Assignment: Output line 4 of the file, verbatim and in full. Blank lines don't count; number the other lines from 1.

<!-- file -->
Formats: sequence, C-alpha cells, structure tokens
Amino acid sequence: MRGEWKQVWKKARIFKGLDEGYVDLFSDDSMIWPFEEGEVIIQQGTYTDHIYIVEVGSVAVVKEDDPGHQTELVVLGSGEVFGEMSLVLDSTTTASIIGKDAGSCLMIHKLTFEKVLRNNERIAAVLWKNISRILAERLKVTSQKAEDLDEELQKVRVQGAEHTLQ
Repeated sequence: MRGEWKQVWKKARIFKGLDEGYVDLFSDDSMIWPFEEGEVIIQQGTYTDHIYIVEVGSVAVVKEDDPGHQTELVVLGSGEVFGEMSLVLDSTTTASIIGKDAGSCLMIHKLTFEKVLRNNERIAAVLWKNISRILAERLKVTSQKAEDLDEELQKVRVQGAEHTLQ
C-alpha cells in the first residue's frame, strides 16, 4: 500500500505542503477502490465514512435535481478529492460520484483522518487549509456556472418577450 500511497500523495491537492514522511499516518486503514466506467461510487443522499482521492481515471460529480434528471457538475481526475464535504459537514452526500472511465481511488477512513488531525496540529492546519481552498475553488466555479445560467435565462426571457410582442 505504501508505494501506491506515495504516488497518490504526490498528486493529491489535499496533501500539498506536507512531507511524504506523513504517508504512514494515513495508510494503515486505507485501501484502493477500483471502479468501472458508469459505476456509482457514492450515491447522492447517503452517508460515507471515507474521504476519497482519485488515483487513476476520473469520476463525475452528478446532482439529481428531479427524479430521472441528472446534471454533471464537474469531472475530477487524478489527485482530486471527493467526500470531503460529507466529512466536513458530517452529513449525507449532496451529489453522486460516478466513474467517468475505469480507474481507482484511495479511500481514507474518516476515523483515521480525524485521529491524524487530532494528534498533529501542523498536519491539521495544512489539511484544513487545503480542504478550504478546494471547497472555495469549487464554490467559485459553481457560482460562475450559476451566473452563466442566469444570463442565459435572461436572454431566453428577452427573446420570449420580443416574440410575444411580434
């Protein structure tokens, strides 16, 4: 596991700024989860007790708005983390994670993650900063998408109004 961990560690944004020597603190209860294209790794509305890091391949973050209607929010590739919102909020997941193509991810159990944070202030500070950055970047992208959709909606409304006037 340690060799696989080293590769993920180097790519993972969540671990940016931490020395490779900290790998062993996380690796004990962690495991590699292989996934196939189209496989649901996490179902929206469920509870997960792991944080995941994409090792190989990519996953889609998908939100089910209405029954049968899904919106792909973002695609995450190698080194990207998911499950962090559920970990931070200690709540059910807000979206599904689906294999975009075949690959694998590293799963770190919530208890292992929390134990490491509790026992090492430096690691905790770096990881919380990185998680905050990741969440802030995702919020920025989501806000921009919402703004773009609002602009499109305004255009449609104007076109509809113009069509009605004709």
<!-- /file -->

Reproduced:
C-alpha cells in the first residue's frame, strides 16, 4: 500500500505542503477502490465514512435535481478529492460520484483522518487549509456556472418577450 500511497500523495491537492514522511499516518486503514466506467461510487443522499482521492481515471460529480434528471457538475481526475464535504459537514452526500472511465481511488477512513488531525496540529492546519481552498475553488466555479445560467435565462426571457410582442 505504501508505494501506491506515495504516488497518490504526490498528486493529491489535499496533501500539498506536507512531507511524504506523513504517508504512514494515513495508510494503515486505507485501501484502493477500483471502479468501472458508469459505476456509482457514492450515491447522492447517503452517508460515507471515507474521504476519497482519485488515483487513476476520473469520476463525475452528478446532482439529481428531479427524479430521472441528472446534471454533471464537474469531472475530477487524478489527485482530486471527493467526500470531503460529507466529512466536513458530517452529513449525507449532496451529489453522486460516478466513474467517468475505469480507474481507482484511495479511500481514507474518516476515523483515521480525524485521529491524524487530532494528534498533529501542523498536519491539521495544512489539511484544513487545503480542504478550504478546494471547497472555495469549487464554490467559485459553481457560482460562475450559476451566473452563466442566469444570463442565459435572461436572454431566453428577452427573446420570449420580443416574440410575444411580434